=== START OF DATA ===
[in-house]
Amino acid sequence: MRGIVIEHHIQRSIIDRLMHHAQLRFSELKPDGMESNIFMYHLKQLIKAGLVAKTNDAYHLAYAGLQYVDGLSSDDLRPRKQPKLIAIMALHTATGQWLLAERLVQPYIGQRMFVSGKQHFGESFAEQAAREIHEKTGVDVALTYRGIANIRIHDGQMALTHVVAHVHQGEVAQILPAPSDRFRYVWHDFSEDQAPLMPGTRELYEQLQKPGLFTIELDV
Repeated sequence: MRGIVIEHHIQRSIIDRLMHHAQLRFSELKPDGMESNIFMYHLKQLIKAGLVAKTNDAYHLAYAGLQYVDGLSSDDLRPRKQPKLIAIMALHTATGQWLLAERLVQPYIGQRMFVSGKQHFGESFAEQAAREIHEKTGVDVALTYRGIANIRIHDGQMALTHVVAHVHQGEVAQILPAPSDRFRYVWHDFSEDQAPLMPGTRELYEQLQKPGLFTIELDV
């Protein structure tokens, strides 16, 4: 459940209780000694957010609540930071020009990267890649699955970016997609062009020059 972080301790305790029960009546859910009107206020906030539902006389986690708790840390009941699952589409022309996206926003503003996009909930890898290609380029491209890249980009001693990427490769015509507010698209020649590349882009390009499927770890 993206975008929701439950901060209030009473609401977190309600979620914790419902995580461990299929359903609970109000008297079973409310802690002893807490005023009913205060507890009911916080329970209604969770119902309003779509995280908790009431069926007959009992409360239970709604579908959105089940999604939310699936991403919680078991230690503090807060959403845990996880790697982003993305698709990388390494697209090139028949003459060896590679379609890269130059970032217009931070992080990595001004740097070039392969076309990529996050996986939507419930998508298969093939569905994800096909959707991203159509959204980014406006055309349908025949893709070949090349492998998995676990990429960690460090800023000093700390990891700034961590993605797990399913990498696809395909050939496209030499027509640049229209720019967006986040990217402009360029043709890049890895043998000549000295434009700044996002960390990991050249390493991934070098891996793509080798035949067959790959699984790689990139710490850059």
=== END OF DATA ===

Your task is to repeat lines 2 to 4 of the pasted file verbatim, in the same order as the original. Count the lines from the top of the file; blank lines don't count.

Amino acid sequence: MRGIVIEHHIQRSIIDRLMHHAQLRFSELKPDGMESNIFMYHLKQLIKAGLVAKTNDAYHLAYAGLQYVDGLSSDDLRPRKQPKLIAIMALHTATGQWLLAERLVQPYIGQRMFVSGKQHFGESFAEQAAREIHEKTGVDVALTYRGIANIRIHDGQMALTHVVAHVHQGEVAQILPAPSDRFRYVWHDFSEDQAPLMPGTRELYEQLQKPGLFTIELDV
Repeated sequence: MRGIVIEHHIQRSIIDRLMHHAQLRFSELKPDGMESNIFMYHLKQLIKAGLVAKTNDAYHLAYAGLQYVDGLSSDDLRPRKQPKLIAIMALHTATGQWLLAERLVQPYIGQRMFVSGKQHFGESFAEQAAREIHEKTGVDVALTYRGIANIRIHDGQMALTHVVAHVHQGEVAQILPAPSDRFRYVWHDFSEDQAPLMPGTRELYEQLQKPGLFTIELDV
């Protein structure tokens, strides 16, 4: 459940209780000694957010609540930071020009990267890649699955970016997609062009020059 972080301790305790029960009546859910009107206020906030539902006389986690708790840390009941699952589409022309996206926003503003996009909930890898290609380029491209890249980009001693990427490769015509507010698209020649590349882009390009499927770890 993206975008929701439950901060209030009473609401977190309600979620914790419902995580461990299929359903609970109000008297079973409310802690002893807490005023009913205060507890009911916080329970209604969770119902309003779509995280908790009431069926007959009992409360239970709604579908959105089940999604939310699936991403919680078991230690503090807060959403845990996880790697982003993305698709990388390494697209090139028949003459060896590679379609890269130059970032217009931070992080990595001004740097070039392969076309990529996050996986939507419930998508298969093939569905994800096909959707991203159509959204980014406006055309349908025949893709070949090349492998998995676990990429960690460090800023000093700390990891700034961590993605797990399913990498696809395909050939496209030499027509640049229209720019967006986040990217402009360029043709890049890895043998000549000295434009700044996002960390990991050249390493991934070098891996793509080798035949067959790959699984790689990139710490850059």